Shaming and Punishing Women
I’d like to hear more about your view on “….shaming rituals and periodic public displays of what happens to strong women…” because I’m sure it doesn’t just happen to women, and I’m curious to consider why we do it. What are we frightened of? Disapproval??
I don’t pretend to have all the answers, especially about how things like this happen to men. At the same time, from my childhood on it seemed women and girls had to be kept in their places. My personal fear wasn’t disapproval. It was harsh punishment. Not just as a child, but even as a professional. It was important to ‘walk the line’ and remember that I was not in charge. Today I might simply walk out. But that freedom didn’t happen overnight.
In a recent telephone conversation with one of my sisters, we talked about ways young boys shamed us at school when we were in the 5th grade. Our father also shamed us at home every time one of us was beaten. I was the prime example of what would happen to my three younger sisters if they dared to live ‘outside’ the lines of what my father considered proper behavior for females.
So we shared our experiences in the 5th grade. Both involved shaming by a male classmate. There was no one safe to talk with us. Not at school, and not at home. Each of us lived with the burden of believing we were the problem. The truth, however, is that our young, developing female bodies were the problem. Not to us, but to the boys who tormented us.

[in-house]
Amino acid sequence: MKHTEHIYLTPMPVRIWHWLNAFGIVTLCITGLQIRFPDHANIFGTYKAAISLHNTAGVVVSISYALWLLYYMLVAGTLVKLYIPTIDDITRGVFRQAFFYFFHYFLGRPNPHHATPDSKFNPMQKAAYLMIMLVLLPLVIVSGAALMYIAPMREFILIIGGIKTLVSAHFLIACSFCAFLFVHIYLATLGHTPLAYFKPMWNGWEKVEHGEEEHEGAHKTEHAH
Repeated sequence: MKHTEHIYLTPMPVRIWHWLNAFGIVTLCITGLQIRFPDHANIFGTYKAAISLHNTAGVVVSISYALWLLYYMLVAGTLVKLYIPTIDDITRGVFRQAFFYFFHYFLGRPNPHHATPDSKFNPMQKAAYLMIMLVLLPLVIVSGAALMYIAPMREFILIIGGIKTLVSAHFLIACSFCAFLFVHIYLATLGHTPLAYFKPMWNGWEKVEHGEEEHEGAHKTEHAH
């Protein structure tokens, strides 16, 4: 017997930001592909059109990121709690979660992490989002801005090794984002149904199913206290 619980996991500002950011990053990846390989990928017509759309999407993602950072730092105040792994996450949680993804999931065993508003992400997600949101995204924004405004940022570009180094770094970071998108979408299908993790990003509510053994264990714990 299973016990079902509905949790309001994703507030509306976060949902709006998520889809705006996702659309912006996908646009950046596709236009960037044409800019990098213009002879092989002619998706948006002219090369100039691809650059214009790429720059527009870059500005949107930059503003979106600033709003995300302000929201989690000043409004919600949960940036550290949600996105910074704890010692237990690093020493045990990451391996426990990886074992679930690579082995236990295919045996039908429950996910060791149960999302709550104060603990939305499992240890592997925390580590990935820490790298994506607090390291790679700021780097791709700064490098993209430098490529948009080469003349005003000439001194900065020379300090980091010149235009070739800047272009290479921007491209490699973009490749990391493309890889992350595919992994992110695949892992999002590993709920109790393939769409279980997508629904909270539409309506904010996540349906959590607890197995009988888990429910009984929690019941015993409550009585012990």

Silence about things like this, when carried for decades and magnified by repeated body shaming is like carrying a dead weight in one’s body and soul. Still, the only safe way to get through was to keep our young mouths shut and just keep going.
I can’t begin to describe the feeling of release I felt because my sister and I had finally dared tell each other about this insult to our souls and bodies.
Then there’s the companion side of this dilemma. Often when women stand up and report harassing behavior, they become the subject of investigation. Maybe it was your clothes, your tone of voice, the look in your eyes, the perfume you wore to work today. Hence the silence of women afraid to report abuse of any kind on the job, at home, in schools and universities, in churches, or even in friendship circles.
I’m not saying all women are as pure as the driven snow. Instead, I’m saying that experiences like this need to be unpacked. Perhaps we can change our behavior. Not because what we’re doing is ‘wrong,’ but because it isn’t putting our own safety first. Often we need trusted friends and qualified psychotherapists to walk with us.
Reading books about how to survive various forms of shaming or PTSD isn’t a bad thing to do. We can learn a lot. Yet there’s that internal stuff that isn’t going to go away because we read a book. Sometimes we need a safe person to hear us out and help us examine our feelings and behaviors without blame or judgment.
©Elouise Renich Fraser, 9 June 2018